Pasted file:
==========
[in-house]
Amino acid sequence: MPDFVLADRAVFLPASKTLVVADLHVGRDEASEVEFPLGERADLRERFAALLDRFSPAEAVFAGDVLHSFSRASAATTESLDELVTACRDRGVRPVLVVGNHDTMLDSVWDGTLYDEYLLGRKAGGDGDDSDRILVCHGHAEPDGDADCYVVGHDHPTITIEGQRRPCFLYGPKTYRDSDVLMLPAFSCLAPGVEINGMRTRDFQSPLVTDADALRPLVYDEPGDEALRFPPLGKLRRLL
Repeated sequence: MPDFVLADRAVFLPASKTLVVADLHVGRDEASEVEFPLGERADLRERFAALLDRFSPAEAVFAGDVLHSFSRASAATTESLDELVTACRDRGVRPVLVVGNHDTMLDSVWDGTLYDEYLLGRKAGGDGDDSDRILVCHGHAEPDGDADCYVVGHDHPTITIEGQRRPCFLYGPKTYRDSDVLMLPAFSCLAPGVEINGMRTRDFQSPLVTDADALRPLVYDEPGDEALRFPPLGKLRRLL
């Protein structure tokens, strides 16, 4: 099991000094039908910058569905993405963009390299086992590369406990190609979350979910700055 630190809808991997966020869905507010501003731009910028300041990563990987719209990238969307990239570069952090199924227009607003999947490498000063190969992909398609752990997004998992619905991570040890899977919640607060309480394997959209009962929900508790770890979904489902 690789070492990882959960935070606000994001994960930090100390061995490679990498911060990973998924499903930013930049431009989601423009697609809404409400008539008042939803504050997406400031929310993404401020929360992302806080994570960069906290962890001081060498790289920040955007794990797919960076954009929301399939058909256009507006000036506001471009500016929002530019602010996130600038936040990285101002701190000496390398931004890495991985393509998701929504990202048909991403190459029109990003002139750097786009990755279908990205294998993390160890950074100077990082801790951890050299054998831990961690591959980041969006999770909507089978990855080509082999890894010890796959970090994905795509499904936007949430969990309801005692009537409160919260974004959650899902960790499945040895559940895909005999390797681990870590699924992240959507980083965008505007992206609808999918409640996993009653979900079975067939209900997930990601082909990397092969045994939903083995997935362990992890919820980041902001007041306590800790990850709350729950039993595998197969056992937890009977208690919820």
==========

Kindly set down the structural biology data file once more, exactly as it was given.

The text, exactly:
[in-house]
Amino acid sequence: MPDFVLADRAVFLPASKTLVVADLHVGRDEASEVEFPLGERADLRERFAALLDRFSPAEAVFAGDVLHSFSRASAATTESLDELVTACRDRGVRPVLVVGNHDTMLDSVWDGTLYDEYLLGRKAGGDGDDSDRILVCHGHAEPDGDADCYVVGHDHPTITIEGQRRPCFLYGPKTYRDSDVLMLPAFSCLAPGVEINGMRTRDFQSPLVTDADALRPLVYDEPGDEALRFPPLGKLRRLL
Repeated sequence: MPDFVLADRAVFLPASKTLVVADLHVGRDEASEVEFPLGERADLRERFAALLDRFSPAEAVFAGDVLHSFSRASAATTESLDELVTACRDRGVRPVLVVGNHDTMLDSVWDGTLYDEYLLGRKAGGDGDDSDRILVCHGHAEPDGDADCYVVGHDHPTITIEGQRRPCFLYGPKTYRDSDVLMLPAFSCLAPGVEINGMRTRDFQSPLVTDADALRPLVYDEPGDEALRFPPLGKLRRLL
């Protein structure tokens, strides 16, 4: 099991000094039908910058569905993405963009390299086992590369406990190609979350979910700055 630190809808991997966020869905507010501003731009910028300041990563990987719209990238969307990239570069952090199924227009607003999947490498000063190969992909398609752990997004998992619905991570040890899977919640607060309480394997959209009962929900508790770890979904489902 690789070492990882959960935070606000994001994960930090100390061995490679990498911060990973998924499903930013930049431009989601423009697609809404409400008539008042939803504050997406400031929310993404401020929360992302806080994570960069906290962890001081060498790289920040955007794990797919960076954009929301399939058909256009507006000036506001471009500016929002530019602010996130600038936040990285101002701190000496390398931004890495991985393509998701929504990202048909991403190459029109990003002139750097786009990755279908990205294998993390160890950074100077990082801790951890050299054998831990961690591959980041969006999770909507089978990855080509082999890894010890796959970090994905795509499904936007949430969990309801005692009537409160919260974004959650899902960790499945040895559940895909005999390797681990870590699924992240959507980083965008505007992206609808999918409640996993009653979900079975067939209900997930990601082909990397092969045994939903083995997935362990992890919820980041902001007041306590800790990850709350729950039993595998197969056992937890009977208690919820």